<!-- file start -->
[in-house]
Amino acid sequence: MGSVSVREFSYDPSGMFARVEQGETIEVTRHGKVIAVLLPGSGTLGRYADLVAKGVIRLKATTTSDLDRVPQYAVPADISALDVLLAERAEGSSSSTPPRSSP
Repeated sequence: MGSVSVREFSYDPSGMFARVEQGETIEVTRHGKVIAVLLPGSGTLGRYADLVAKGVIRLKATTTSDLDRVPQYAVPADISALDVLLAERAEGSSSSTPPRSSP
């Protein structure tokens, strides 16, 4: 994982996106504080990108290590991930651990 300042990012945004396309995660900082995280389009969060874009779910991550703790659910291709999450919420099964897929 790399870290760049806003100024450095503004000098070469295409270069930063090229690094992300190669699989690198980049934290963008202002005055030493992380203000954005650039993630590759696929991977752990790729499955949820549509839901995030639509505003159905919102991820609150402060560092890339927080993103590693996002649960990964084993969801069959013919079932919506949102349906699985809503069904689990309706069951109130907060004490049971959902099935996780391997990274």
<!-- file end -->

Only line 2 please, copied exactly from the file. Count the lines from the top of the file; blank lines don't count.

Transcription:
Amino acid sequence: MGSVSVREFSYDPSGMFARVEQGETIEVTRHGKVIAVLLPGSGTLGRYADLVAKGVIRLKATTTSDLDRVPQYAVPADISALDVLLAERAEGSSSSTPPRSSP